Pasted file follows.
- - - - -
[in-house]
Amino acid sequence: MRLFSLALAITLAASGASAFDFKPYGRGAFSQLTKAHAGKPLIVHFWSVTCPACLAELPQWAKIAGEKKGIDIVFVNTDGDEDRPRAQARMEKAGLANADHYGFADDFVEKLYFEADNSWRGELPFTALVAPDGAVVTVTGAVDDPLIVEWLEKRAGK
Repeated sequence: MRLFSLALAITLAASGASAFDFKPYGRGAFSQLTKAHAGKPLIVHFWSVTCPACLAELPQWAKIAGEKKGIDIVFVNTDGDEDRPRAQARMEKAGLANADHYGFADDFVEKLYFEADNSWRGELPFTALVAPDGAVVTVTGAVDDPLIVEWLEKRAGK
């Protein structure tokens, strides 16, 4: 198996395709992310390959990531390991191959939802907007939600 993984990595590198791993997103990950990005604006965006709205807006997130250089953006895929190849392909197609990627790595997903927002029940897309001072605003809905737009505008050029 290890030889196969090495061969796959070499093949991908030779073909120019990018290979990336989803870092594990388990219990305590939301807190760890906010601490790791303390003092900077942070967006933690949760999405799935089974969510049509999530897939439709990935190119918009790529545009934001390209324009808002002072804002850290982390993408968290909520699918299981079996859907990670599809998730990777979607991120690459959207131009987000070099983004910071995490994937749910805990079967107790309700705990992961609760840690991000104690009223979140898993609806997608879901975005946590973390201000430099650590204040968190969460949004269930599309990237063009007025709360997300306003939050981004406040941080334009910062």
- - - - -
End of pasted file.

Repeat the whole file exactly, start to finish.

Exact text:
[in-house]
Amino acid sequence: MRLFSLALAITLAASGASAFDFKPYGRGAFSQLTKAHAGKPLIVHFWSVTCPACLAELPQWAKIAGEKKGIDIVFVNTDGDEDRPRAQARMEKAGLANADHYGFADDFVEKLYFEADNSWRGELPFTALVAPDGAVVTVTGAVDDPLIVEWLEKRAGK
Repeated sequence: MRLFSLALAITLAASGASAFDFKPYGRGAFSQLTKAHAGKPLIVHFWSVTCPACLAELPQWAKIAGEKKGIDIVFVNTDGDEDRPRAQARMEKAGLANADHYGFADDFVEKLYFEADNSWRGELPFTALVAPDGAVVTVTGAVDDPLIVEWLEKRAGK
């Protein structure tokens, strides 16, 4: 198996395709992310390959990531390991191959939802907007939600 993984990595590198791993997103990950990005604006965006709205807006997130250089953006895929190849392909197609990627790595997903927002029940897309001072605003809905737009505008050029 290890030889196969090495061969796959070499093949991908030779073909120019990018290979990336989803870092594990388990219990305590939301807190760890906010601490790791303390003092900077942070967006933690949760999405799935089974969510049509999530897939439709990935190119918009790529545009934001390209324009808002002072804002850290982390993408968290909520699918299981079996859907990670599809998730990777979607991120690459959207131009987000070099983004910071995490994937749910805990079967107790309700705990992961609760840690991000104690009223979140898993609806997608879901975005946590973390201000430099650590204040968190969460949004269930599309990237063009007025709360997300306003939050981004406040941080334009910062």